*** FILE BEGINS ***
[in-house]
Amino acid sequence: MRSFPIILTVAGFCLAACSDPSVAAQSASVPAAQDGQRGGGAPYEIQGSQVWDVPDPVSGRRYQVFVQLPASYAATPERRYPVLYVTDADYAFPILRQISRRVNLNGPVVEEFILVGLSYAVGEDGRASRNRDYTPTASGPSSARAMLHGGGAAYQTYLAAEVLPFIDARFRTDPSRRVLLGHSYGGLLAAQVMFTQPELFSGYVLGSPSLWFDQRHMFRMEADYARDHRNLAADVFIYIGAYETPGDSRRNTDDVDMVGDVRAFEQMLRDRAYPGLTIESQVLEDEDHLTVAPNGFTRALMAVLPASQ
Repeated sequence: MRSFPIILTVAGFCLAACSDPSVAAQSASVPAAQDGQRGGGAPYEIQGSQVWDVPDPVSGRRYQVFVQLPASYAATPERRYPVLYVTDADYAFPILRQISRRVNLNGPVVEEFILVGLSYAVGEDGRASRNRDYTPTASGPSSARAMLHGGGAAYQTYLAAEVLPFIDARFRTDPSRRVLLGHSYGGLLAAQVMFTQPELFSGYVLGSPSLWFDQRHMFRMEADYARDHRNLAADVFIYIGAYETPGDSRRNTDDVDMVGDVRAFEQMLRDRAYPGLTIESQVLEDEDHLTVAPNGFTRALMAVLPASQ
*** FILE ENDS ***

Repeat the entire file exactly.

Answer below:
[in-house]
Amino acid sequence: MRSFPIILTVAGFCLAACSDPSVAAQSASVPAAQDGQRGGGAPYEIQGSQVWDVPDPVSGRRYQVFVQLPASYAATPERRYPVLYVTDADYAFPILRQISRRVNLNGPVVEEFILVGLSYAVGEDGRASRNRDYTPTASGPSSARAMLHGGGAAYQTYLAAEVLPFIDARFRTDPSRRVLLGHSYGGLLAAQVMFTQPELFSGYVLGSPSLWFDQRHMFRMEADYARDHRNLAADVFIYIGAYETPGDSRRNTDDVDMVGDVRAFEQMLRDRAYPGLTIESQVLEDEDHLTVAPNGFTRALMAVLPASQ
Repeated sequence: MRSFPIILTVAGFCLAACSDPSVAAQSASVPAAQDGQRGGGAPYEIQGSQVWDVPDPVSGRRYQVFVQLPASYAATPERRYPVLYVTDADYAFPILRQISRRVNLNGPVVEEFILVGLSYAVGEDGRASRNRDYTPTASGPSSARAMLHGGGAAYQTYLAAEVLPFIDARFRTDPSRRVLLGHSYGGLLAAQVMFTQPELFSGYVLGSPSLWFDQRHMFRMEADYARDHRNLAADVFIYIGAYETPGDSRRNTDDVDMVGDVRAFEQMLRDRAYPGLTIESQVLEDEDHLTVAPNGFTRALMAVLPASQ